ASU works to improve Wi-Fi, struggles to keep up

Students are unsatisfied with their internet connection

Sitting in class, waiting for the internet to connect and watching the bars on the computer continuously search for internet — it's a common problem among ASU students.

“The ASU Wi-Fi is bad, it’s slow and whenever I try to connect, sometimes is doesn’t let me,” secondary education junior Madeline Messer said. “I think improvements need to be made especially when you’re trying to get work done, you need Wi-Fi to get on the computers.”

According to the University Technology Office website, improvements to the Wi-Fi were made in August 2016 to “enhance security, reliability and stability” to the network.

ASU used to have three wireless networks: the encrypted, ASU and ASU guest network; however, now there are only two networks, ASU and ASU guest.

“The ASU and ASU encrypted network were combined into a more secure encrypted wireless network to basically lock down the universities resources so that students, faculty and staff can access through there,” customer service specialist at ASU, Anthony Carter, said.

Since 2013, ASU has doubled the amount of Wireless Access Points from 4,000 to 8,000 which support 80,000 wireless devices such as laptops, smartphones, clickers and much more. The more Wireless Access Points an area has, the greater and faster the wireless connectivity is.

Despite that, some students say the Wi-Fi is off and on, and where you get connection depends on where you are on campus.

Stephani Knutson, communications sophomore, said that she has strong connections with her internet since her classes are in the main buildings on campus.

“Most of my classes are in main buildings and I feel the Wi-Fi is pretty steady,” Knutson said.

However, Mikayla Lum, elementary education sophomore, says that she rarely gets Wi-Fi connections in her classes in the teachers building.

According to Carter, the most common problems are connecting to the network and having issues connecting to a personal device in the dorms.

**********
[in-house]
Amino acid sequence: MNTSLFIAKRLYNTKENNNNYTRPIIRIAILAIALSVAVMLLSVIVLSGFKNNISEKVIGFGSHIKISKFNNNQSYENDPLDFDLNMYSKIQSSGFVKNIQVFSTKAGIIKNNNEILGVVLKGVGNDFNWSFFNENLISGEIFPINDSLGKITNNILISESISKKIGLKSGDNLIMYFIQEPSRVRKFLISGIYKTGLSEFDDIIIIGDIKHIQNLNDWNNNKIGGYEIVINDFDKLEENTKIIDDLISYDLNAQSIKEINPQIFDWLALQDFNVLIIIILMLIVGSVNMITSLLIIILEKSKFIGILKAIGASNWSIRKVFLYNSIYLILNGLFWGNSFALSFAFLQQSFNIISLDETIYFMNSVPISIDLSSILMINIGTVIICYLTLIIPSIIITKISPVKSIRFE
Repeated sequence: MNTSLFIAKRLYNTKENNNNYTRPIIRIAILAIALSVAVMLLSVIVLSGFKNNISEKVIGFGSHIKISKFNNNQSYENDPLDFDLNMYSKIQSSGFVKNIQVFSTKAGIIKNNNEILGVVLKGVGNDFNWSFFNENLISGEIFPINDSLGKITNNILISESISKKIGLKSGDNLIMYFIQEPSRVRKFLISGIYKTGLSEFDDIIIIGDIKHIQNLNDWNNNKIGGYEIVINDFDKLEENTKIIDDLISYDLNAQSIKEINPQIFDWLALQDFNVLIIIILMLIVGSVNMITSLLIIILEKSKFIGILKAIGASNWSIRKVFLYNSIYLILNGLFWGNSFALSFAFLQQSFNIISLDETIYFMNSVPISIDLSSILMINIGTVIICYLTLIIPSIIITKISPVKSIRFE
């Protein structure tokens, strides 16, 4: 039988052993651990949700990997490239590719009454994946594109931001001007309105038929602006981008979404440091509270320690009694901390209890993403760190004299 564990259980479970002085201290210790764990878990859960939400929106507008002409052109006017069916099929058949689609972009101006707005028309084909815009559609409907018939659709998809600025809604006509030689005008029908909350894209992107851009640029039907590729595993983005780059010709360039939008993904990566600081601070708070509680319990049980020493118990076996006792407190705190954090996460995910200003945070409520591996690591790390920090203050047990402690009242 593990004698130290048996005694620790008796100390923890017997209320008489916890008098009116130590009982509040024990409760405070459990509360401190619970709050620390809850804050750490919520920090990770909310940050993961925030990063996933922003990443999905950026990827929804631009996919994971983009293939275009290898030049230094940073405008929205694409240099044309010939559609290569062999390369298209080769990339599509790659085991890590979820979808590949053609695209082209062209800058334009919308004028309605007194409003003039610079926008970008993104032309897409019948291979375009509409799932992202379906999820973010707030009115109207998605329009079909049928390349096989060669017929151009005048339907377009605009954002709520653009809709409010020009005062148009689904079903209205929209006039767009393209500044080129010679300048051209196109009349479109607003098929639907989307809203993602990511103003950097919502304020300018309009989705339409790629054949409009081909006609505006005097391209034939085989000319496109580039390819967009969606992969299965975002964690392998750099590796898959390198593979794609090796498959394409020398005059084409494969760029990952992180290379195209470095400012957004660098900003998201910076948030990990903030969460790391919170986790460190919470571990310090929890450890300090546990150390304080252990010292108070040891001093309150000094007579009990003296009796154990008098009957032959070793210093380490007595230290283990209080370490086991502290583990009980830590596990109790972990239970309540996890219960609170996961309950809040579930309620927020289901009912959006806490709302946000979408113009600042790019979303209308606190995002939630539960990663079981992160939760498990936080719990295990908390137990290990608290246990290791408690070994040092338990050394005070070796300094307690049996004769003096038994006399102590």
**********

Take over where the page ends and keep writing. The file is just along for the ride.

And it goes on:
Other problems include not being able to log into the network, not being able to find the wireless network and personal devices not showing any available connections.

Carter said since the improvements are so new, it’s hard to know if they have actually enhanced the Wi-Fi.

“It’s really early to determine (if the improvements have enhanced Wi-Fi) especially with a new change to the process, so it’s kind of hard to gauge complaints,” Carter said.

Although Lum struggles with connectivity in her classrooms, she has noticed improvements elsewhere.

“I think I have seen improvements just in the Memorial Union, especially since it’s in the center of campus you would think it would have the strongest Wi-Fi," Lum said. "Last year it was super iffy but now it’s really strong and I get it everywhere."

Another student, Alex Gatti, civil engineering junior, said he saw improvements as well.

“I haven’t seen a significant improvement but I can listen to music at the gym now and that’s enough for me,” Gatti said.

According to Corinna Busciglio, communication specialist for UTO, there are high demands at a university for Wi-Fi and many different components that interfere with internet connections.

“There are also several sources for interference with the ASU Wi-Fi, including wireless printers, adjacent organization/company Wi-Fi networks, personal Wi-Fi routers and even phones with “myFi” turned on,” Busciglio said in an email.

The UTO is continuously finding new ways to improve the Wi-Fi and already has plans for the future in place, according to Busciglio.

Some of the upcoming plans include increasing the network speed to buildings and Wireless Access Points, continue to upgrade the ASU network to support higher gigabyte usage and to upgrade the ASU Border Firewall to support greater than 20Gb to the internet to improve security.

Although many students feel the Wi-Fi is insufficient, Gatti has a different opinion.

“I have a different opinion then most people I feel like, most people don’t like the Wi-Fi but I actually think it’s pretty good,” Gatti said. “Sometimes it has bad spots but my buildings are usually pretty well equipped with Wi-Fi.”


Reach the reporter at bmchugh4@asu.edu or follow @blakelymchugh on Twitter.

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